Pujols does his best to live by the words found in 1 Corinthians 15:58 in which the Apostle Paul says, “be steadfast, immovable, always excelling in the Lord’s work, knowing that your labor in the Lord is not in vain.” (HCSB)

That scripture is an appropriate analogy for Pujols who is steady as a rock along the right corner of the infield and an immovable force behind the plate. And while some think the imposing athlete is soft-spoken, they might be surprised to learn that he is very vocal about his faith in some unlikely places-most notably from his post at first base.

Back in 2006, his good friend (and author of One Thing You Can’t Do In Heaven) Mark Cahill challenged him to share his faith with teammates and opposing players. So Pujols took the suggestion and began doing something quite out of the ordinary. When a player would get a base hit, he would ask them “What do you think is going to happen to you when you die?” or “If you died today, where do you think you’re going to go?”

“You’d be surprised how many people I witnessed to at first base,” Pujols said. “Some of them were Christians and I encouraged them to do the same thing at their position or in the dugout with their teammates. There were some that would say their family was the most important thing in their life or money or baseball and I’d say, ‘You’re wrong.’ Then I would grab one of Mark’s books and send it to them and if I had the time before batting practice, I’d try to spend some time with them and try to witness to them.”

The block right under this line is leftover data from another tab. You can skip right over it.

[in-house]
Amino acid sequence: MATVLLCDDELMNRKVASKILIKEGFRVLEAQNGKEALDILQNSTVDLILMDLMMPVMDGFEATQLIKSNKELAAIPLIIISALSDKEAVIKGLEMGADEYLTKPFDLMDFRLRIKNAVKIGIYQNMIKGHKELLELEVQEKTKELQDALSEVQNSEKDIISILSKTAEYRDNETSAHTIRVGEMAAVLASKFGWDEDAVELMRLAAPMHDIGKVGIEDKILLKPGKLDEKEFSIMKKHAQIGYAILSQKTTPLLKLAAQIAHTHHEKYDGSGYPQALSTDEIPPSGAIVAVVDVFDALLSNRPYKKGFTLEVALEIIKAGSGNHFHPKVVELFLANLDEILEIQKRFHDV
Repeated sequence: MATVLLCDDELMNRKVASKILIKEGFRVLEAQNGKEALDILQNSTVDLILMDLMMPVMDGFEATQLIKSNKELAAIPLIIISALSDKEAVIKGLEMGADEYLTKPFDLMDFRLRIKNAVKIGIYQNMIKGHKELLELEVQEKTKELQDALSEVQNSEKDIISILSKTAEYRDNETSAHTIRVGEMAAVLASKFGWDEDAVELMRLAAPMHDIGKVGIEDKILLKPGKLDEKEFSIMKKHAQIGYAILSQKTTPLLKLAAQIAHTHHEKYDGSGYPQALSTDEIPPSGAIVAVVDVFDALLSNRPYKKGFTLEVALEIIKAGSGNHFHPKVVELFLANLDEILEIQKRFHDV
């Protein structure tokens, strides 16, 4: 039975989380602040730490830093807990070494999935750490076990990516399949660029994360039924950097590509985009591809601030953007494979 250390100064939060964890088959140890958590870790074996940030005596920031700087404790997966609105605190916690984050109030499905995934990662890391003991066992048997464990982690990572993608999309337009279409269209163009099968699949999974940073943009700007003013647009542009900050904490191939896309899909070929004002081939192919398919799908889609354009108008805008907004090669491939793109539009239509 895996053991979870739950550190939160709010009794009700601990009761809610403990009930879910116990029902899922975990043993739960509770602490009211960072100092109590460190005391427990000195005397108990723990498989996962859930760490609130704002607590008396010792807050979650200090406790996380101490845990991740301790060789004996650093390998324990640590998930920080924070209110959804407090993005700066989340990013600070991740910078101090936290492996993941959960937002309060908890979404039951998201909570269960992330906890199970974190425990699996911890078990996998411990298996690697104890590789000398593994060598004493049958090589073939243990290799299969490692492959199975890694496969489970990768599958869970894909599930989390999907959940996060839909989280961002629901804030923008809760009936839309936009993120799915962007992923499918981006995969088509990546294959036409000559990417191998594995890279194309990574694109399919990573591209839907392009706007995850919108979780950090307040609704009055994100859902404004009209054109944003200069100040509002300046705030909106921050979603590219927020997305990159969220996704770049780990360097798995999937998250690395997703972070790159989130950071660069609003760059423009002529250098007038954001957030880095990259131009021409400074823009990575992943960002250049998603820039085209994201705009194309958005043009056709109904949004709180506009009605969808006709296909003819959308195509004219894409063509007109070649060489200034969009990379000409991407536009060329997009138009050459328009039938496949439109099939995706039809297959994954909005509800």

Talk about putting yourself out there. Many athletes are afraid to let people know where they’re coming from for fear of alienation or negative reaction. But an increasing number of these talented men and women are boldly standing up for Christ despite social pressure to do otherwise.

Pujols has openly embraced the philosophy presented in Hebrews 13:15-16 which says, “Therefore, through Him let us continually offer up to God a sacrifice of praise, that is, the fruit of our lips that confess His name. Don’t neglect to do good and to share, for God is pleased with such sacrifices.” (HCSB)

Most of those reading this are not in the position to witness to famous athletes, but we are all in a position to share the love of God with those around us. When I think about my fear of evangelism-whether it be lifestyle driven or from a traditional witnessing model-it’s challenging to think about a guy like Pujols who has nothing to gain and everything to lose by sharing his faith so boldly with his peers.

So next time you feel like God is calling you to bravely “confess His name” in the workplace, in social settings or in the general public-and that feeling is accompanied by a host of butterflies in your stomach-think about Albert Pujols standing on first base in the middle of a Major League Baseball game sharing his faith with a bunch of tough, hard-nosed athletes who may or may not appreciate the approach.

Maybe this evangelism thing isn’t so hard after all. I mean, if a baseball player can do it, what’s my excuse?

Chad Bonham is a freelance author, journalist and television and documentary producer from Broken Arrow, Okla.